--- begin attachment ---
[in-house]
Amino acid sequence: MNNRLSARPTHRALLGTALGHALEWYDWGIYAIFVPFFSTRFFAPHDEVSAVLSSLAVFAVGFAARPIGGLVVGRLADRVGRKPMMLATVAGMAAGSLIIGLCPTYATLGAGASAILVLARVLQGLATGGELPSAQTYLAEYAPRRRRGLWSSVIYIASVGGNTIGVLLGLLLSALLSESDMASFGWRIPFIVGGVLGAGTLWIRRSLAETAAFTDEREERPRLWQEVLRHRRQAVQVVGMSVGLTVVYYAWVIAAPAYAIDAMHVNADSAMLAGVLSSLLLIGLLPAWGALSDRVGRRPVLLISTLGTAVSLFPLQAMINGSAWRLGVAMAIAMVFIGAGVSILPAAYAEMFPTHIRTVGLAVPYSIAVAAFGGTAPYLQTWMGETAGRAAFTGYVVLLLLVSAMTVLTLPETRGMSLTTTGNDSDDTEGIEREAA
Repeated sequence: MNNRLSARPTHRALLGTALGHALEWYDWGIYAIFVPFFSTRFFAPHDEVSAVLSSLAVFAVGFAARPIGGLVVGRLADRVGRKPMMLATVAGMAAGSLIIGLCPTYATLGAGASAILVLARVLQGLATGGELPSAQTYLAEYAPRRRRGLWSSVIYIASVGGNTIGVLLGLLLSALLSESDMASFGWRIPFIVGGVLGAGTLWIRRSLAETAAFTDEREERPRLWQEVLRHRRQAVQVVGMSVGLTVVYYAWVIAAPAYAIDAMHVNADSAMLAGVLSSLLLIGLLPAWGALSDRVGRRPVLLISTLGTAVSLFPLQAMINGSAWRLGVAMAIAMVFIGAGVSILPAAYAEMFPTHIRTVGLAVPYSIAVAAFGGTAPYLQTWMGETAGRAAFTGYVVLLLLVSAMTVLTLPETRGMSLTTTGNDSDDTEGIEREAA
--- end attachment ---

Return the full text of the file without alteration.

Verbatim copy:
[in-house]
Amino acid sequence: MNNRLSARPTHRALLGTALGHALEWYDWGIYAIFVPFFSTRFFAPHDEVSAVLSSLAVFAVGFAARPIGGLVVGRLADRVGRKPMMLATVAGMAAGSLIIGLCPTYATLGAGASAILVLARVLQGLATGGELPSAQTYLAEYAPRRRRGLWSSVIYIASVGGNTIGVLLGLLLSALLSESDMASFGWRIPFIVGGVLGAGTLWIRRSLAETAAFTDEREERPRLWQEVLRHRRQAVQVVGMSVGLTVVYYAWVIAAPAYAIDAMHVNADSAMLAGVLSSLLLIGLLPAWGALSDRVGRRPVLLISTLGTAVSLFPLQAMINGSAWRLGVAMAIAMVFIGAGVSILPAAYAEMFPTHIRTVGLAVPYSIAVAAFGGTAPYLQTWMGETAGRAAFTGYVVLLLLVSAMTVLTLPETRGMSLTTTGNDSDDTEGIEREAA
Repeated sequence: MNNRLSARPTHRALLGTALGHALEWYDWGIYAIFVPFFSTRFFAPHDEVSAVLSSLAVFAVGFAARPIGGLVVGRLADRVGRKPMMLATVAGMAAGSLIIGLCPTYATLGAGASAILVLARVLQGLATGGELPSAQTYLAEYAPRRRRGLWSSVIYIASVGGNTIGVLLGLLLSALLSESDMASFGWRIPFIVGGVLGAGTLWIRRSLAETAAFTDEREERPRLWQEVLRHRRQAVQVVGMSVGLTVVYYAWVIAAPAYAIDAMHVNADSAMLAGVLSSLLLIGLLPAWGALSDRVGRRPVLLISTLGTAVSLFPLQAMINGSAWRLGVAMAIAMVFIGAGVSILPAAYAEMFPTHIRTVGLAVPYSIAVAAFGGTAPYLQTWMGETAGRAAFTGYVVLLLLVSAMTVLTLPETRGMSLTTTGNDSDDTEGIEREAA